Document Type : Original Article



BACKGROUND: Depression is a disorder of the brain, a state of low mood and aversion to activity
that can affect a person’s thoughts, behavior, feelings, and sense of well‑being and can cause
alteration in sympathetic activity of the body, thus affecting heart rate variability (HRV).
AIM: The study was conducted to determine the effects of depression on HRV parameters in clinically
known cases of depression.
MATERIALS AND METHODS: A cross‑sectional (observational) study was conducted on fifty known
patients of depression, aged 18–65 years, and fifty healthy, age‑matched, normal controls. HRV test
was conducted, and the results were analyzed statistically using Student’s “t”‑test for equal variance,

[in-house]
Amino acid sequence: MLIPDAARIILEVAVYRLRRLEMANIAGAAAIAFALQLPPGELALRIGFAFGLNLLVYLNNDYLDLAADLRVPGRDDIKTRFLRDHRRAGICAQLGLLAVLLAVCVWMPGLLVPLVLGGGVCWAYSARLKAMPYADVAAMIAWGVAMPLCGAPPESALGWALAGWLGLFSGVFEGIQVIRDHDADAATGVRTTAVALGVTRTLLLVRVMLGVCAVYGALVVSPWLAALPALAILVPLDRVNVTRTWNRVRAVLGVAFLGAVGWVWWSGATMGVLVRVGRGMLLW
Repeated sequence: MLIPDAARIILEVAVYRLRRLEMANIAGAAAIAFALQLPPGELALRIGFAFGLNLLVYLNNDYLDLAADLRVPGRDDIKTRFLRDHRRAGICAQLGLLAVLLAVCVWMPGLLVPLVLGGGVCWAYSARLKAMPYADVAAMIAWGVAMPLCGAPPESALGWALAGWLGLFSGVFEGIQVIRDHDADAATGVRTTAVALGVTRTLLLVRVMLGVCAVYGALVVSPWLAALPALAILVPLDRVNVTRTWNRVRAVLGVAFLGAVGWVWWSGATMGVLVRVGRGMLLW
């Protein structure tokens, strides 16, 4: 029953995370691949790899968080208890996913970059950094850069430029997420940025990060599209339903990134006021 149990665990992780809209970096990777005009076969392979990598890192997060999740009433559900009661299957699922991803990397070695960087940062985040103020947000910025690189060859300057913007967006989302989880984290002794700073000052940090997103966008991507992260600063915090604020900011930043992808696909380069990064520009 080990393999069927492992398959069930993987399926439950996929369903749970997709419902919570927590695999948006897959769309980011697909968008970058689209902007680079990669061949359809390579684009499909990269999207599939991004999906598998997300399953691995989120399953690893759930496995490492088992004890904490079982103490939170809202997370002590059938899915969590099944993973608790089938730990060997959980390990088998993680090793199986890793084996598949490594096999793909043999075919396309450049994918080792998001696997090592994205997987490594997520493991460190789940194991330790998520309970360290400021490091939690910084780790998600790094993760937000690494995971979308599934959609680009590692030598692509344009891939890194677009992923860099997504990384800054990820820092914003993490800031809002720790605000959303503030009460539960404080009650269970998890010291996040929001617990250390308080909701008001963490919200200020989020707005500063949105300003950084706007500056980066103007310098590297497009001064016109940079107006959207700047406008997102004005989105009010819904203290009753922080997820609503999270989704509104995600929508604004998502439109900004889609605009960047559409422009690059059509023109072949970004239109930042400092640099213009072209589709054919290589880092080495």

for various parameters.
RESULTS: The study showed that the differences in mean R‑R interval(s), mean HR (beats/min),
very low frequency (VLF) power (milliseconds squared [ms2
]), and low frequency/high frequency
(LF/HF) power (%) (LF/HF ratio) among controls and cases were statistically highly significant, while
the differences in LF power (ms2
) in controls and cases were statistically significant. However, the
differences in basic anthropometric parameters, STD (standard deviation of the normal to normal)(s),
root mean square successive difference (ms), NN50 (count), pNN50 (%), VLF peak (Hz), LF peak (Hz),
HF peak (Hz), HF power (ms2
), VLF power (%), LF power (%), HF power (%), LF power (nu), and
HF power (nu) were found to be statistically insignificant.
CONCLUSION: Depression leads to changes in autonomic control of the body and changes the
autonomic balance in favor of an increased sympathetic tone, which can be detected with fair
accuracy with HRV analysis.


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